The other classes are great too and I have nothing bad to say about that side. However my only concern comes from EF as a business. Unfortunately business comes first in EF. Education comes second. There is far too much emphasis on getting parents to sign up their child for the next course rather than taking time to analyse if the student is actually able to progress. I have found that too many times a child is forced into a class and really struggles. This, cutting a long story short, effects behaviour or attitude and eventually causes the child to resent or quit the class. At EF each class is assigned a Parent Advisor (PA) and it is their advertised job to ensure parents know about their child’s course, progress, topics covered in class, homework, issues or any class information. Yet it seems realistically that the PA’s job (through no fault of their own – because of ridiculous unavoidable bonus schemes employed by senior local management) is purely focused on sales. It’s all sell, sell, sell and I’m actually yet to see any attention paid to the child’s satisfaction. This is a shame and I do wonder if this is a correlation to education as a whole in China or more likely just the notion of a large private education franchise. 

In other news I’ve travelled a shit ton too!

March: Hong Kong (3 days). I did really enjoy the city. We stayed for 2 nights but planned well so we had 3 full days. HK was pretty much as I expected, a busy westernised metropolis dictated by western culture. In short we checked out some great scenic and skyline views over the harbour, the small fishing village of Tai O and the giant Buddah at Lantau Island (via cable car), Tsim Tsa Tsui night and day markets and the wild macaque monkeys of Kowloon reservoir. Well worth the visit but likely I won’t go back.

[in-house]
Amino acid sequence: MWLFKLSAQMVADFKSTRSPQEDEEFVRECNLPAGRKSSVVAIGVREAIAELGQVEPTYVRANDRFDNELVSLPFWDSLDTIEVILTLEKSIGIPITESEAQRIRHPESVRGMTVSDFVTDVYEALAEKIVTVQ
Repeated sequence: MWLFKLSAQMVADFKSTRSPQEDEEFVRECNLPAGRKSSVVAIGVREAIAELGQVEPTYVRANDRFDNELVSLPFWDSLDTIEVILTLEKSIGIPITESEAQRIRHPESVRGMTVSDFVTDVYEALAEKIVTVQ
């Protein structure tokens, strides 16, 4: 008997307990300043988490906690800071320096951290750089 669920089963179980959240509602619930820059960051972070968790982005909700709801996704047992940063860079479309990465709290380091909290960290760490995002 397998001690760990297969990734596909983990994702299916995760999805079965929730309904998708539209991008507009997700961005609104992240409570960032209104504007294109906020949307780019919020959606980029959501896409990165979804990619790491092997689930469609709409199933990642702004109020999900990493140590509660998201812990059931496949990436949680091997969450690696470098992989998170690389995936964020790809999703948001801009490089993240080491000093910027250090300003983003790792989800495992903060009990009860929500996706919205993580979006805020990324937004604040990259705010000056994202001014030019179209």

Hong Kong from Victoria Peak.

Tai O fishing village.

Macaques of Kowloon tried to steal my nuts!


April: Nanjing (1 day). A group of us visited the former capital on a spur of the moment trip. It makes for an ideal day trip being just an hour on the high speed train from Hefei. We had no idea really where to go but we stumbled upon a beautiful garden mausoleum for an ancient emperor (I’m not sure of the dynasty) and then tried to make our way to a large lake we spotted on a cartoon map. It was great. We spent 2 hours on a boat cruising about in the April sun and then the rest of the day playing on amusements and eating street snacks. I’d definitely like to go back if I have the time. 

A perfect 10.

A perfect afternoon relaxing.